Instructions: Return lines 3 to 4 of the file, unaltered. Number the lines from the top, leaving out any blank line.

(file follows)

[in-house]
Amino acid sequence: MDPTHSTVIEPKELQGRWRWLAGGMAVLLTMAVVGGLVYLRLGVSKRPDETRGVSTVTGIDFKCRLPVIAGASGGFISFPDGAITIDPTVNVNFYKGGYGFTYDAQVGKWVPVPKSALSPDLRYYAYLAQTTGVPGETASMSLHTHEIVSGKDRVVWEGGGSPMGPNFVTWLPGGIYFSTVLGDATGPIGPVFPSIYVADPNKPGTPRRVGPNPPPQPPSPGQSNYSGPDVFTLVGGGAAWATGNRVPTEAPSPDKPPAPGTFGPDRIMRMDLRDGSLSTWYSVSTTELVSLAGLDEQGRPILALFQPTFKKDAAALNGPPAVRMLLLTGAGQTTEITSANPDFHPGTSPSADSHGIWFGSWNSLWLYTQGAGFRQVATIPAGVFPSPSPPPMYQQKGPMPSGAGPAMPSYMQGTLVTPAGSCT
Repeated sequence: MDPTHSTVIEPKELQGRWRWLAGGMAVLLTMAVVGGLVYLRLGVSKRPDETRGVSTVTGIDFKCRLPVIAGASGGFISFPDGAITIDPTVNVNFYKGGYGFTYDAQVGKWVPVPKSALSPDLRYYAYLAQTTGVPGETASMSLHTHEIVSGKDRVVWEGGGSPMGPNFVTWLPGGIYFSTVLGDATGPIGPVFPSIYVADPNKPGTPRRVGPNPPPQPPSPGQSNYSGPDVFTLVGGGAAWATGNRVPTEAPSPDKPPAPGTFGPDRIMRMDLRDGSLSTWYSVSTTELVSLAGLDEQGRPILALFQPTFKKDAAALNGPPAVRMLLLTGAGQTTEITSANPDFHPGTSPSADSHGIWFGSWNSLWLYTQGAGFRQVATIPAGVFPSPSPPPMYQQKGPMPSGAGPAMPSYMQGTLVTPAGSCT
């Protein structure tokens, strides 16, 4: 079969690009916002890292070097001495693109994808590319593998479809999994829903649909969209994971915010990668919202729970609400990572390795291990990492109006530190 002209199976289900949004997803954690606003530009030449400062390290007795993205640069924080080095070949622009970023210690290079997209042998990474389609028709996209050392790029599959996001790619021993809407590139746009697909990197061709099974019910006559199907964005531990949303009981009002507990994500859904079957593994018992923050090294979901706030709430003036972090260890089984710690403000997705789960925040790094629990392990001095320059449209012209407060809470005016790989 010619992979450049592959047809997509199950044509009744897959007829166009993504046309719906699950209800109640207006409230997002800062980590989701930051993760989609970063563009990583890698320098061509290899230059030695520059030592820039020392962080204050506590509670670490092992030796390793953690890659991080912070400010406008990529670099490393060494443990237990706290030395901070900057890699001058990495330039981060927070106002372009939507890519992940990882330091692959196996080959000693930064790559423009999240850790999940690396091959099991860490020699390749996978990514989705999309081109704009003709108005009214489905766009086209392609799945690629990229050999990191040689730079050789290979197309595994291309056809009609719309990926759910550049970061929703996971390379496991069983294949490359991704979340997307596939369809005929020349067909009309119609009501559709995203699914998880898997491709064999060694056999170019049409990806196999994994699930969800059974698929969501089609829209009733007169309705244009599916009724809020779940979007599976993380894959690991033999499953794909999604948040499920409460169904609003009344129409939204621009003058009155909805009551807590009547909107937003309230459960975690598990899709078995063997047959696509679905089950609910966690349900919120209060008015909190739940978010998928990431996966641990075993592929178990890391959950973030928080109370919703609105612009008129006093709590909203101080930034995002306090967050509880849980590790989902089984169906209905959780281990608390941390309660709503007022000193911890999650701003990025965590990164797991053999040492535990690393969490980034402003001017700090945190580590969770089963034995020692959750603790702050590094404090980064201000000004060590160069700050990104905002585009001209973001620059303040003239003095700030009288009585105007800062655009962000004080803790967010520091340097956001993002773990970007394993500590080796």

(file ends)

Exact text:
Repeated sequence: MDPTHSTVIEPKELQGRWRWLAGGMAVLLTMAVVGGLVYLRLGVSKRPDETRGVSTVTGIDFKCRLPVIAGASGGFISFPDGAITIDPTVNVNFYKGGYGFTYDAQVGKWVPVPKSALSPDLRYYAYLAQTTGVPGETASMSLHTHEIVSGKDRVVWEGGGSPMGPNFVTWLPGGIYFSTVLGDATGPIGPVFPSIYVADPNKPGTPRRVGPNPPPQPPSPGQSNYSGPDVFTLVGGGAAWATGNRVPTEAPSPDKPPAPGTFGPDRIMRMDLRDGSLSTWYSVSTTELVSLAGLDEQGRPILALFQPTFKKDAAALNGPPAVRMLLLTGAGQTTEITSANPDFHPGTSPSADSHGIWFGSWNSLWLYTQGAGFRQVATIPAGVFPSPSPPPMYQQKGPMPSGAGPAMPSYMQGTLVTPAGSCT
């Protein structure tokens, strides 16, 4: 079969690009916002890292070097001495693109994808590319593998479809999994829903649909969209994971915010990668919202729970609400990572390795291990990492109006530190 002209199976289900949004997803954690606003530009030449400062390290007795993205640069924080080095070949622009970023210690290079997209042998990474389609028709996209050392790029599959996001790619021993809407590139746009697909990197061709099974019910006559199907964005531990949303009981009002507990994500859904079957593994018992923050090294979901706030709430003036972090260890089984710690403000997705789960925040790094629990392990001095320059449209012209407060809470005016790989 010619992979450049592959047809997509199950044509009744897959007829166009993504046309719906699950209800109640207006409230997002800062980590989701930051993760989609970063563009990583890698320098061509290899230059030695520059030592820039020392962080204050506590509670670490092992030796390793953690890659991080912070400010406008990529670099490393060494443990237990706290030395901070900057890699001058990495330039981060927070106002372009939507890519992940990882330091692959196996080959000693930064790559423009999240850790999940690396091959099991860490020699390749996978990514989705999309081109704009003709108005009214489905766009086209392609799945690629990229050999990191040689730079050789290979197309595994291309056809009609719309990926759910550049970061929703996971390379496991069983294949490359991704979340997307596939369809005929020349067909009309119609009501559709995203699914998880898997491709064999060694056999170019049409990806196999994994699930969800059974698929969501089609829209009733007169309705244009599916009724809020779940979007599976993380894959690991033999499953794909999604948040499920409460169904609003009344129409939204621009003058009155909805009551807590009547909107937003309230459960975690598990899709078995063997047959696509679905089950609910966690349900919120209060008015909190739940978010998928990431996966641990075993592929178990890391959950973030928080109370919703609105612009008129006093709590909203101080930034995002306090967050509880849980590790989902089984169906209905959780281990608390941390309660709503007022000193911890999650701003990025965590990164797991053999040492535990690393969490980034402003001017700090945190580590969770089963034995020692959750603790702050590094404090980064201000000004060590160069700050990104905002585009001209973001620059303040003239003095700030009288009585105007800062655009962000004080803790967010520091340097956001993002773990970007394993500590080796």